What is it that tires us during our daily and weekly routines? What does it mean to crave a space to repose from our reality?
No matter what stage and state of life we find ourselves in, we will crave a shift of perspective once in a while from our daily life patterns. How often that while is, is unique to each of us and the way we live. Perhaps it is a daily craving for a moment’s escape – for others, it might be a longer time-scale between routine and repose.
We do not need to reach a stage of frustration or exhaustion to get to this point, and it is healthy to recognise when is the opportune moment to take a step away from our daily routines and gain a new point of perspective…
Getting out and into the open air is one of the most integral parts of being a human. No matter how far the society we live in advances, we simply cannot escape this. And it’s great! We live in such a beautiful world, and seeing it is a real privilege. In a time where it is so normal to be addicted to artificial light – whether from phones, television or artificially-lit workspaces, it is so vital to get outside to allow our eyes and mind to adjust to natural light.
Seeing the changes of light between seasons, subtleties of scents as they change under different weather… so many small details are very often lost during the passing of daily life as we move from A to B and back again.
In some parts of the world, such as Norway and Sweden, this regular escape into nature is normal, with many families having a cabin in the woods to escape away to and allow their senses to be completely saturated in natural surrounds.
Rest & Downtime
Down-time and dim lights are perhaps one of the most under-appreciated areas in our modern lives. Constantly saturated by stimulus, whether from artificial light or technology, we so rarely get to properly clock off and wind down before reaching a state of rest. Making this a part of our daily rituals is just as vital to our overall health as it is to our capabilities of productivity in the following day.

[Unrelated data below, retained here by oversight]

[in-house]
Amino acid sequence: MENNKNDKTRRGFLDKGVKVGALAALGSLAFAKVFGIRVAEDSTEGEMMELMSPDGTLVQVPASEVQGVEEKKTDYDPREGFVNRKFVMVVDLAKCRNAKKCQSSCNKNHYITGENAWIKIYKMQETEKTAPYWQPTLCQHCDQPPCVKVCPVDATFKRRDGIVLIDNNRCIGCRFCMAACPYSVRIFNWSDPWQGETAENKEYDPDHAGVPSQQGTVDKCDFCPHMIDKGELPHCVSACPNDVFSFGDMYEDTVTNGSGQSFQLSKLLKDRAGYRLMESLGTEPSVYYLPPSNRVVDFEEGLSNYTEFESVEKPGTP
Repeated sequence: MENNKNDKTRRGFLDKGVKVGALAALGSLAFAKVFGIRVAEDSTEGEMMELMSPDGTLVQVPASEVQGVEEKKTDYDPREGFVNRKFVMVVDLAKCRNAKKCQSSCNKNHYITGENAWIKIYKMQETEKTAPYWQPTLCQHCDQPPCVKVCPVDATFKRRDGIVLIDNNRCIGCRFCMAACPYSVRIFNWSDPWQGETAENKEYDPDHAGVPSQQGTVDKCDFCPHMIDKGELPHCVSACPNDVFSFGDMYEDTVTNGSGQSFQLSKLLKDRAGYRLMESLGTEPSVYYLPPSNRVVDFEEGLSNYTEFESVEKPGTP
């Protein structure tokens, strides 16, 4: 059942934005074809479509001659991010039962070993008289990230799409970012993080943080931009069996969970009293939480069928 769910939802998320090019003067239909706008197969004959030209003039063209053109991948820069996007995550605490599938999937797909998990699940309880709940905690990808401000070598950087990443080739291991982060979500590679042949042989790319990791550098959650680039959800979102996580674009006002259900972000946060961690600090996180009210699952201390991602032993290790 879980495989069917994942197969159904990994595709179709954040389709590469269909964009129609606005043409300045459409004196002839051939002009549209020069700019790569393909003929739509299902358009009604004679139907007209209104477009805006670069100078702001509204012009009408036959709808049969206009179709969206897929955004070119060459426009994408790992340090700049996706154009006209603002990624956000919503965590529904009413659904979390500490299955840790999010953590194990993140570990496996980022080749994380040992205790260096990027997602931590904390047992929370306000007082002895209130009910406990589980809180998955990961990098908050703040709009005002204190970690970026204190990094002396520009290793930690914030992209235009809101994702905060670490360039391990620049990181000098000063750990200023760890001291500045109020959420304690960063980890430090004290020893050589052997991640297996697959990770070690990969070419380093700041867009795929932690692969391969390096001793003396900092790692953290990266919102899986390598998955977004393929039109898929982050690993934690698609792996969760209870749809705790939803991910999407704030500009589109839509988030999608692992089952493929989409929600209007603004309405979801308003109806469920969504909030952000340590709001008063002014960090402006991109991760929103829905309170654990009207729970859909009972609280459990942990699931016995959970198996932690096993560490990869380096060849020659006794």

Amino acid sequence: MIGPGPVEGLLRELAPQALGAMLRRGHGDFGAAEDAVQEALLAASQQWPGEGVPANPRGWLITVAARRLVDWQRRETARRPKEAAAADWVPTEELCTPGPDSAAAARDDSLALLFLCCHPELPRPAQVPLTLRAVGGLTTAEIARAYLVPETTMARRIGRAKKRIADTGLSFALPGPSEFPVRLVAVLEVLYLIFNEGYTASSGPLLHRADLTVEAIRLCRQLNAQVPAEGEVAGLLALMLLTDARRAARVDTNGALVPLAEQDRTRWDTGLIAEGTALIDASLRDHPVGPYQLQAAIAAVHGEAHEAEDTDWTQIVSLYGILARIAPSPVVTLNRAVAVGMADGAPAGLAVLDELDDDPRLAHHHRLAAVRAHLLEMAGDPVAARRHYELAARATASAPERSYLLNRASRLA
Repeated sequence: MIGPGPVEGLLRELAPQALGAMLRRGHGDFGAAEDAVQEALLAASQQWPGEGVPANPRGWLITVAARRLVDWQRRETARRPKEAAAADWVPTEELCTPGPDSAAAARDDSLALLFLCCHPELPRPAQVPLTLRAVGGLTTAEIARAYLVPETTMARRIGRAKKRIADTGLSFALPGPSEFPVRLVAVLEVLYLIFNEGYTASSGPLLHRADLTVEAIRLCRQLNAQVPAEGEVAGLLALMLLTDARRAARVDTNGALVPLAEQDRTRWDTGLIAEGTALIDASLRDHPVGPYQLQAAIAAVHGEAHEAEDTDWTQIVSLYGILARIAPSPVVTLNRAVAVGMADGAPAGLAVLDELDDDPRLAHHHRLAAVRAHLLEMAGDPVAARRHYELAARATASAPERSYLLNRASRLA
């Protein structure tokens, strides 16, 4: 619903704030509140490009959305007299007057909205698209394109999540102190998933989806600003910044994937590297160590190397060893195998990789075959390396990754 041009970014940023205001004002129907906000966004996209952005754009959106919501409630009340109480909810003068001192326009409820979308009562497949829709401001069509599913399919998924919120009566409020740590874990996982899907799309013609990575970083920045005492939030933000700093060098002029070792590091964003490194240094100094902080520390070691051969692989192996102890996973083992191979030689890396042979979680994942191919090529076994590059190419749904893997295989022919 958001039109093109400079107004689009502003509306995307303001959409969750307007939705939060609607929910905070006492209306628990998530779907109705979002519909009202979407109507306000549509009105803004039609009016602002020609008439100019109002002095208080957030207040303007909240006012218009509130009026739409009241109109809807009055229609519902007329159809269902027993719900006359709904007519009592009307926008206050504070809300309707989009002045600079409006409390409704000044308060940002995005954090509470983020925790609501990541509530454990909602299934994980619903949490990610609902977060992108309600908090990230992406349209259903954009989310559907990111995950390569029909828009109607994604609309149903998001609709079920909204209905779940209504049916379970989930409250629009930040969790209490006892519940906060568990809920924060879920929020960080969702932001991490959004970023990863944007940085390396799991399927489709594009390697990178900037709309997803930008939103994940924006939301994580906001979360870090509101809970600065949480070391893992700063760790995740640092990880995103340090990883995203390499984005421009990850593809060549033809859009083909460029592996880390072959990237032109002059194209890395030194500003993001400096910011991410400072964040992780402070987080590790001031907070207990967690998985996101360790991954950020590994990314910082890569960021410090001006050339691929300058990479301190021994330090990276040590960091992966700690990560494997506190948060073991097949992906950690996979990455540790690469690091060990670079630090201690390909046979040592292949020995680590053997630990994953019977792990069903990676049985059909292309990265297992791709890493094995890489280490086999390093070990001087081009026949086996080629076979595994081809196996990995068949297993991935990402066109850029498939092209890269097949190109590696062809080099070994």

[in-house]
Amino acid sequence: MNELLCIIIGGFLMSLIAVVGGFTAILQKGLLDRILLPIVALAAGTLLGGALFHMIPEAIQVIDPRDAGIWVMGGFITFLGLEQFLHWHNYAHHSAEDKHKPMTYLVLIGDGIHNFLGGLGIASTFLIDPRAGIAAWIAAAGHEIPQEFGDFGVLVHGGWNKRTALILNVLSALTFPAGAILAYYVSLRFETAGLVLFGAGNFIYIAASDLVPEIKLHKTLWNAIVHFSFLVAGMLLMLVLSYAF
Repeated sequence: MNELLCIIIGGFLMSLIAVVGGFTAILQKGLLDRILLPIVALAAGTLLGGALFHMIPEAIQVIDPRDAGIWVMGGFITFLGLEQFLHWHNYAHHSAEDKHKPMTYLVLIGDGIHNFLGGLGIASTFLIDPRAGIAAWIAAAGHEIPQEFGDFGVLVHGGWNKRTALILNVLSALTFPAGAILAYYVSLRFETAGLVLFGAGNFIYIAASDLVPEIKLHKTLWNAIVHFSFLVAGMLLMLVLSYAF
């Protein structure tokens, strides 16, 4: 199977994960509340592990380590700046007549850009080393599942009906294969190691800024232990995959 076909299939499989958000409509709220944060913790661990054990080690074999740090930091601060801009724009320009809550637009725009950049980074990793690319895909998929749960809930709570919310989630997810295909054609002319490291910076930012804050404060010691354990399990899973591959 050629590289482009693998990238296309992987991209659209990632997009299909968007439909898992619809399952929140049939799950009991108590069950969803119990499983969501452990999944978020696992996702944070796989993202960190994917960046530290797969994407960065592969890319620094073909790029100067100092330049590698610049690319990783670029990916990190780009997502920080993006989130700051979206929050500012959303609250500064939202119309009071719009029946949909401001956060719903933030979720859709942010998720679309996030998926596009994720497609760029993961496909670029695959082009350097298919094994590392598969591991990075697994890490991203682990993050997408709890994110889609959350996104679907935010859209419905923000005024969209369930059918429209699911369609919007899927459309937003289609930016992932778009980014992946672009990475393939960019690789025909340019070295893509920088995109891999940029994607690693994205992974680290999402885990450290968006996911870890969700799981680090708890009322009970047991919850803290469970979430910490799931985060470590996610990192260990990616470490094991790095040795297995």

Living in Scandinavia, where winters are so dark, it is fascinating to see how many people structure their days with light – starting the day in a gently-lit way, transgressing to brighter-lit surroundings and finally, receding once again back into the darkness of night. Strangely enough, I feel more in tune with a natural rhythm of light than when I lived in a very light-saturated environment in Australia. This consciousness of light, where light is either extremely presence or absent, has brought an awareness of its effects upon daily vitality during awake-hours and wind-down potential during the quiet hours very much to the foreground of daily routine-making.
A very simple and effective way of shifting our perspective on a daily basis, is to take a moment at the end of a day and think of a few things that we are grateful for. The concept itself can sound a little like a gimmick, and something that will last a few weeks before fading away into the “tried that out” box of life… but really taking a moment to reflect on what we are grateful for can re-wire the way that we see the world and the methods we use to cope with changes.
This constant gravity toward gratitude is a wonderful way to maintain and observe a healthy state of mind as we move into a state of rest. Sleeping from a state of this positivity is really healthy for us in so many ways. Perspective is everything. We can really lose track of how to live as we get lost in day to day life – and it’s not until we step away that this becomes clear.
There is nothing personal about craving a space from the life, and the people, we love most. It is healthy to step away once in a while, see the world with new eyes and renew our perspective on our life. These escapes can be worked into routine, in a macro or micro way. A short walking meditation, dipping our toes into the ocean (if it is nearby), taking a moment to listen intently to music or sounds of nature… we can find short moments of escape much more easily than expected, and the effects ripple into the framework of our daily lives.